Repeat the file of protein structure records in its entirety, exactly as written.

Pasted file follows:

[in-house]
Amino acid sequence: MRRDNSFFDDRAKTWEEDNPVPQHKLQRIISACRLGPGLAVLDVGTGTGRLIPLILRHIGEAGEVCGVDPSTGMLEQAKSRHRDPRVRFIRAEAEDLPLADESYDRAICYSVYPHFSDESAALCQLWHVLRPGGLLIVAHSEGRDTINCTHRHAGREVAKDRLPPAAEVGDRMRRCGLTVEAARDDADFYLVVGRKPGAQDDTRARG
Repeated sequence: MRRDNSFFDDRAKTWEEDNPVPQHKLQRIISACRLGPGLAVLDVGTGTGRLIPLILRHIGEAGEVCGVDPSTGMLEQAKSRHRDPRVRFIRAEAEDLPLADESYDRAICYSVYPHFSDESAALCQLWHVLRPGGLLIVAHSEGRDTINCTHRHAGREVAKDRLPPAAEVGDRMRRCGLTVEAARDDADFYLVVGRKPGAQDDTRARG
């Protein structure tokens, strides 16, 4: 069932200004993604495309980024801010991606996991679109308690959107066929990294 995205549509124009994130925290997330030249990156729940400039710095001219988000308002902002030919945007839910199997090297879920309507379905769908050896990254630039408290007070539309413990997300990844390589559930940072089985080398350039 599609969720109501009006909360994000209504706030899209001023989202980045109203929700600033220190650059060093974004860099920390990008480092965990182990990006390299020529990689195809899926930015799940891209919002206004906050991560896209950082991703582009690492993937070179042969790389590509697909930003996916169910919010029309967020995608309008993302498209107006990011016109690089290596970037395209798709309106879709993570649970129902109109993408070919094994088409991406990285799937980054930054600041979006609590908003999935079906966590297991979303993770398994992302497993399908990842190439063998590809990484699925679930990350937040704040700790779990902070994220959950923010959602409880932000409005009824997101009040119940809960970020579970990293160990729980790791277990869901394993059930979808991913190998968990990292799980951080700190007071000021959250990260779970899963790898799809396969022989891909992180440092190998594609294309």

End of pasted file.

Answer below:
[in-house]
Amino acid sequence: MRRDNSFFDDRAKTWEEDNPVPQHKLQRIISACRLGPGLAVLDVGTGTGRLIPLILRHIGEAGEVCGVDPSTGMLEQAKSRHRDPRVRFIRAEAEDLPLADESYDRAICYSVYPHFSDESAALCQLWHVLRPGGLLIVAHSEGRDTINCTHRHAGREVAKDRLPPAAEVGDRMRRCGLTVEAARDDADFYLVVGRKPGAQDDTRARG
Repeated sequence: MRRDNSFFDDRAKTWEEDNPVPQHKLQRIISACRLGPGLAVLDVGTGTGRLIPLILRHIGEAGEVCGVDPSTGMLEQAKSRHRDPRVRFIRAEAEDLPLADESYDRAICYSVYPHFSDESAALCQLWHVLRPGGLLIVAHSEGRDTINCTHRHAGREVAKDRLPPAAEVGDRMRRCGLTVEAARDDADFYLVVGRKPGAQDDTRARG
């Protein structure tokens, strides 16, 4: 069932200004993604495309980024801010991606996991679109308690959107066929990294 995205549509124009994130925290997330030249990156729940400039710095001219988000308002902002030919945007839910199997090297879920309507379905769908050896990254630039408290007070539309413990997300990844390589559930940072089985080398350039 599609969720109501009006909360994000209504706030899209001023989202980045109203929700600033220190650059060093974004860099920390990008480092965990182990990006390299020529990689195809899926930015799940891209919002206004906050991560896209950082991703582009690492993937070179042969790389590509697909930003996916169910919010029309967020995608309008993302498209107006990011016109690089290596970037395209798709309106879709993570649970129902109109993408070919094994088409991406990285799937980054930054600041979006609590908003999935079906966590297991979303993770398994992302497993399908990842190439063998590809990484699925679930990350937040704040700790779990902070994220959950923010959602409880932000409005009824997101009040119940809960970020579970990293160990729980790791277990869901394993059930979808991913190998968990990292799980951080700190007071000021959250990260779970899963790898799809396969022989891909992180440092190998594609294309």